Review: When Harlem Nearly Killed King

When Harlem Nearly Killed King
When Harlem Nearly Killed King by Hugh Pearson

Book in a Nutshell: Forgotten in the midst of MLK’s service and speeches, one September week in New York City could have altered the history of the Civil Rights Movement. Visiting Harlem to promote his first book, King deals with tribalism among other black leaders, attempts to take advantage of the fall’s election season to garner support for his cause, and lands in the operating room after a shocking attack.

Reaction: In only 144 pages, this book exposes many events and issues surrounding Martin Luther King, Jr. and the broader civil rights movement that are underrepresented in many other works. The initial chapters that reveal King’s struggles in his own ministry as a public figure provide a number of helpful lessons for those in leadership and ministry today. Pearson also provides just enough context regarding the various camps of black leadership, the political contests in New York City, and America’s ongoing fascination and fear with Russian Communism to enable the reader to grasp how the attack on King’s life could take place in the way that it did.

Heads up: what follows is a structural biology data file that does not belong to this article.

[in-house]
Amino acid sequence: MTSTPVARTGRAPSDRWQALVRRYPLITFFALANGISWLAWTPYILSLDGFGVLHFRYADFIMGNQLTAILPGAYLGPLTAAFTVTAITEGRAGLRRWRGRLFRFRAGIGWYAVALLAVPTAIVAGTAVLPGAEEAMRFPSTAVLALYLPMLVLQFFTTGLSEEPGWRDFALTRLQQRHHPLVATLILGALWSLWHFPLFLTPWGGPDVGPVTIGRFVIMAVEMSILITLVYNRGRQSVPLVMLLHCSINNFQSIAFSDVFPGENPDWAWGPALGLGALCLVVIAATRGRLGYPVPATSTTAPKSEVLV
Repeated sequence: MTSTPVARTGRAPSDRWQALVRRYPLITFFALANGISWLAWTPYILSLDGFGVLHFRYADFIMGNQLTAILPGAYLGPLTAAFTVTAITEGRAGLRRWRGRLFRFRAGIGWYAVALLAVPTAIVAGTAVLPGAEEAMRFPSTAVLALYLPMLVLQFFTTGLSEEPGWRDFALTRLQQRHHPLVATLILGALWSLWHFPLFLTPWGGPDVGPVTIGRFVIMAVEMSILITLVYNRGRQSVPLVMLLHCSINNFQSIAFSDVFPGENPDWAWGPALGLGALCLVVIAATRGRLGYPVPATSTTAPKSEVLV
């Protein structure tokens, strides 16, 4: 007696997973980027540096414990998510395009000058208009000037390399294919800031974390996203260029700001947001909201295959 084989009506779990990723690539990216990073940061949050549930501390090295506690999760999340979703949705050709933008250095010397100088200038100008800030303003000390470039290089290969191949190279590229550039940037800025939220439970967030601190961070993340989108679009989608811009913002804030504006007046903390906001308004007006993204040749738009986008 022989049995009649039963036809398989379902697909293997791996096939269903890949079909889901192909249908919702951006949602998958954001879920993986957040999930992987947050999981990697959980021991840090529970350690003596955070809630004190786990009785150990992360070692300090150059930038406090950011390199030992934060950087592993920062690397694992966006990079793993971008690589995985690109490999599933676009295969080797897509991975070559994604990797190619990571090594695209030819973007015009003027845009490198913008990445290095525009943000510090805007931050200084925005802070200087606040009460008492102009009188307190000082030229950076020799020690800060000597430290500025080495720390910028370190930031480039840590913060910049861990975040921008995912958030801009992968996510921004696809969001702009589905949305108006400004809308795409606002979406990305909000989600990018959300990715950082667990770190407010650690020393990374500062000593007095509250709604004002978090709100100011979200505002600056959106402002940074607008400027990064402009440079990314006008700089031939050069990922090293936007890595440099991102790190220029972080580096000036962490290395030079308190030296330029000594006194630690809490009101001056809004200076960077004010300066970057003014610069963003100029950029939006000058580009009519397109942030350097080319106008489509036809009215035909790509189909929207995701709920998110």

While already a short a read, the book seems to lose it’s steady rhythm in the twelfth chapter as Pearson gets bogged down in discussing the backgrounds of the medical staff at Harlem Hospital. This focus on medicine does present a unique window into the everyday racial discrimination in the late 1950’s, but this section feels alien to the rest of the book. All of the other chapters are of similar length and offer a helpful amount of context while keeping an enjoyable pace. But when the hospital staff emerges the pace shuts down. This lack of uniformity and the cumbersome interruption of the book’s swift movement keeps me from giving it a higher ranking.

Quote: “Had he sneezed violently enough, there’s a good chance he would have drowned in his own blood.”

Ranking: 3 of 5 stars

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